Cities, to me, exist to be used. When I walked my normal path down San Francisco’s Market Street during my internship training in June, I would see people taking photographs everywhere. They would stop in the crosswalk to snap a picture down the length of the road, they would stare straight up for dangerously long amounts of time to photograph a particularly tall building, they would even just photograph buses and storefronts and creatively dressed people. I, however, was walking to work. I don’t give myself the chance to see the city as a place of beauty because I am too busy using it and taming it and learning to navigate its many neighborhoods.
The most beautiful scenes I’ve seen this summer have been while driving on the highway–mostly the 280 or the 17. There’s just something about nature that doesn’t beg to be used, only admired, that I find almost calming. I wish I could share photographs, but I’ve only seen these views in the small fractions of a second I’m willing to look away from the road. Even in those brief moments, I catch the way the hills seem to move as I speed past, or how the clouds crawl over the highest of the mountains, racing along, trying to keep pace with my car. Sometimes, I’ll catch sight of a small lake wedged in the middle of the great hills. It isn’t a lake like the ones I’ve visited, with vacationers and fishers roaming its edges. It’s just a lake, serene and alone and, once again, begging to be admired, but not used.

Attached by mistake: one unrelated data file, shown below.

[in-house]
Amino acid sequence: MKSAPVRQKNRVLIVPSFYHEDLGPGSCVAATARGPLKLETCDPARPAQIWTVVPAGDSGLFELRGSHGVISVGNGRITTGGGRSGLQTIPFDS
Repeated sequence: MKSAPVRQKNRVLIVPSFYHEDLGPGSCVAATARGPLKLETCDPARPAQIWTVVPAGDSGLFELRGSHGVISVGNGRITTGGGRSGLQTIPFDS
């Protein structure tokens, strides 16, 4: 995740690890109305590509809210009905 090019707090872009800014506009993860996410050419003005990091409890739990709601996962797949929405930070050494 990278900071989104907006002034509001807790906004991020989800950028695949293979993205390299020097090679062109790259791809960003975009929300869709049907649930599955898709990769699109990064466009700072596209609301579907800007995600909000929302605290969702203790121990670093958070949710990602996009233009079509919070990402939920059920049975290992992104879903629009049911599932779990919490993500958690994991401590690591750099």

Once day, I would like to stop and really, truly see these mountains and hills. Just take a rural exit and drive as far as it’ll take me, then walk the rest of the way. Maybe I can be the lake’s sole visitor. I’m sure the hills won’t move quite as quickly from that vantage point, but I believe that it will be there that I find the magic in California.